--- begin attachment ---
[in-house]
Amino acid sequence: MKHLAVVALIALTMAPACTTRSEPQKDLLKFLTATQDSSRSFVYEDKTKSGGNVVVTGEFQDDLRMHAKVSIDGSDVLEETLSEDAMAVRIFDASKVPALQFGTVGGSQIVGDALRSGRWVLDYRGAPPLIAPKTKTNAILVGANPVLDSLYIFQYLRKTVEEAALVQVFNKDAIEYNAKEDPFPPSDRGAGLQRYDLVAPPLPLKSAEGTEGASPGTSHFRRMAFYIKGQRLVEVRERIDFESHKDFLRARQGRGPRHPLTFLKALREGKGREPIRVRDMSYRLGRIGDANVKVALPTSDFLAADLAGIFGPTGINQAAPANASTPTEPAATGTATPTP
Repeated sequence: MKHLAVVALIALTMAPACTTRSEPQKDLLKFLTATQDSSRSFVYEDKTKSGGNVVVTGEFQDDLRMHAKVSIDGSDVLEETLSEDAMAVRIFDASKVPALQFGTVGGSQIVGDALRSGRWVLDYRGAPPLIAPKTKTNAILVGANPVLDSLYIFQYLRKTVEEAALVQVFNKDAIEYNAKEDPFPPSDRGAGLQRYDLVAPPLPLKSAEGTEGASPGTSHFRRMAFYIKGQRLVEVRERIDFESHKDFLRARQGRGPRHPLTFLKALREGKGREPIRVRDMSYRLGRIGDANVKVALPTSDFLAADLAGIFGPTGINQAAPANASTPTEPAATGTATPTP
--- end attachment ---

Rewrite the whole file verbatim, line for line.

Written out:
[in-house]
Amino acid sequence: MKHLAVVALIALTMAPACTTRSEPQKDLLKFLTATQDSSRSFVYEDKTKSGGNVVVTGEFQDDLRMHAKVSIDGSDVLEETLSEDAMAVRIFDASKVPALQFGTVGGSQIVGDALRSGRWVLDYRGAPPLIAPKTKTNAILVGANPVLDSLYIFQYLRKTVEEAALVQVFNKDAIEYNAKEDPFPPSDRGAGLQRYDLVAPPLPLKSAEGTEGASPGTSHFRRMAFYIKGQRLVEVRERIDFESHKDFLRARQGRGPRHPLTFLKALREGKGREPIRVRDMSYRLGRIGDANVKVALPTSDFLAADLAGIFGPTGINQAAPANASTPTEPAATGTATPTP
Repeated sequence: MKHLAVVALIALTMAPACTTRSEPQKDLLKFLTATQDSSRSFVYEDKTKSGGNVVVTGEFQDDLRMHAKVSIDGSDVLEETLSEDAMAVRIFDASKVPALQFGTVGGSQIVGDALRSGRWVLDYRGAPPLIAPKTKTNAILVGANPVLDSLYIFQYLRKTVEEAALVQVFNKDAIEYNAKEDPFPPSDRGAGLQRYDLVAPPLPLKSAEGTEGASPGTSHFRRMAFYIKGQRLVEVRERIDFESHKDFLRARQGRGPRHPLTFLKALREGKGREPIRVRDMSYRLGRIGDANVKVALPTSDFLAADLAGIFGPTGINQAAPANASTPTEPAATGTATPTP